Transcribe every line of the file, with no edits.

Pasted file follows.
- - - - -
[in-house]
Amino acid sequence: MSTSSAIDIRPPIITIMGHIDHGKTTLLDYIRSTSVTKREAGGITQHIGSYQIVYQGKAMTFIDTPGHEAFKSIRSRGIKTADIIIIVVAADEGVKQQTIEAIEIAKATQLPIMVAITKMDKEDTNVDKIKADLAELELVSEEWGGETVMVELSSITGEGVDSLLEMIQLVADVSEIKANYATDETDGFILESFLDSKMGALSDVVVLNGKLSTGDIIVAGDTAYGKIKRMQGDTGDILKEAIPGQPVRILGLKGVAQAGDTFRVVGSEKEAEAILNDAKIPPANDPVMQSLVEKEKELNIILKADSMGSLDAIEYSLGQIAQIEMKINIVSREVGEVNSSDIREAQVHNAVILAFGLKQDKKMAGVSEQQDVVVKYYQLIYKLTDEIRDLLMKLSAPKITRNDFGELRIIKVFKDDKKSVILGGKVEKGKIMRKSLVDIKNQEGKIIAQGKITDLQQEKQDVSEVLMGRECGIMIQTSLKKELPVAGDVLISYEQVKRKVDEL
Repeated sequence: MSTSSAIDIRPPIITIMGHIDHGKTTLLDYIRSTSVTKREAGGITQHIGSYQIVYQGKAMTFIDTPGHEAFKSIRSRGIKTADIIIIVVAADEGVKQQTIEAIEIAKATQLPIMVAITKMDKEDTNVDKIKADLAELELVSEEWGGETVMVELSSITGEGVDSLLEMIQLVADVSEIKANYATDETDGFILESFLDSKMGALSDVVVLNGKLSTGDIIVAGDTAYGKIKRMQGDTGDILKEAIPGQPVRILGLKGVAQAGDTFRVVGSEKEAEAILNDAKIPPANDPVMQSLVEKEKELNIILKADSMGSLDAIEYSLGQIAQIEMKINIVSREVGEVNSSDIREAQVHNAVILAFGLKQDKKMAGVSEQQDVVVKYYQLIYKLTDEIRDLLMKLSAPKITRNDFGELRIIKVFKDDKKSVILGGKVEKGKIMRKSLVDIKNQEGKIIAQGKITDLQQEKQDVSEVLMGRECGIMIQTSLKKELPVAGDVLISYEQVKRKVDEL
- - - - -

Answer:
[in-house]
Amino acid sequence: MSTSSAIDIRPPIITIMGHIDHGKTTLLDYIRSTSVTKREAGGITQHIGSYQIVYQGKAMTFIDTPGHEAFKSIRSRGIKTADIIIIVVAADEGVKQQTIEAIEIAKATQLPIMVAITKMDKEDTNVDKIKADLAELELVSEEWGGETVMVELSSITGEGVDSLLEMIQLVADVSEIKANYATDETDGFILESFLDSKMGALSDVVVLNGKLSTGDIIVAGDTAYGKIKRMQGDTGDILKEAIPGQPVRILGLKGVAQAGDTFRVVGSEKEAEAILNDAKIPPANDPVMQSLVEKEKELNIILKADSMGSLDAIEYSLGQIAQIEMKINIVSREVGEVNSSDIREAQVHNAVILAFGLKQDKKMAGVSEQQDVVVKYYQLIYKLTDEIRDLLMKLSAPKITRNDFGELRIIKVFKDDKKSVILGGKVEKGKIMRKSLVDIKNQEGKIIAQGKITDLQQEKQDVSEVLMGRECGIMIQTSLKKELPVAGDVLISYEQVKRKVDEL
Repeated sequence: MSTSSAIDIRPPIITIMGHIDHGKTTLLDYIRSTSVTKREAGGITQHIGSYQIVYQGKAMTFIDTPGHEAFKSIRSRGIKTADIIIIVVAADEGVKQQTIEAIEIAKATQLPIMVAITKMDKEDTNVDKIKADLAELELVSEEWGGETVMVELSSITGEGVDSLLEMIQLVADVSEIKANYATDETDGFILESFLDSKMGALSDVVVLNGKLSTGDIIVAGDTAYGKIKRMQGDTGDILKEAIPGQPVRILGLKGVAQAGDTFRVVGSEKEAEAILNDAKIPPANDPVMQSLVEKEKELNIILKADSMGSLDAIEYSLGQIAQIEMKINIVSREVGEVNSSDIREAQVHNAVILAFGLKQDKKMAGVSEQQDVVVKYYQLIYKLTDEIRDLLMKLSAPKITRNDFGELRIIKVFKDDKKSVILGGKVEKGKIMRKSLVDIKNQEGKIIAQGKITDLQQEKQDVSEVLMGRECGIMIQTSLKKELPVAGDVLISYEQVKRKVDEL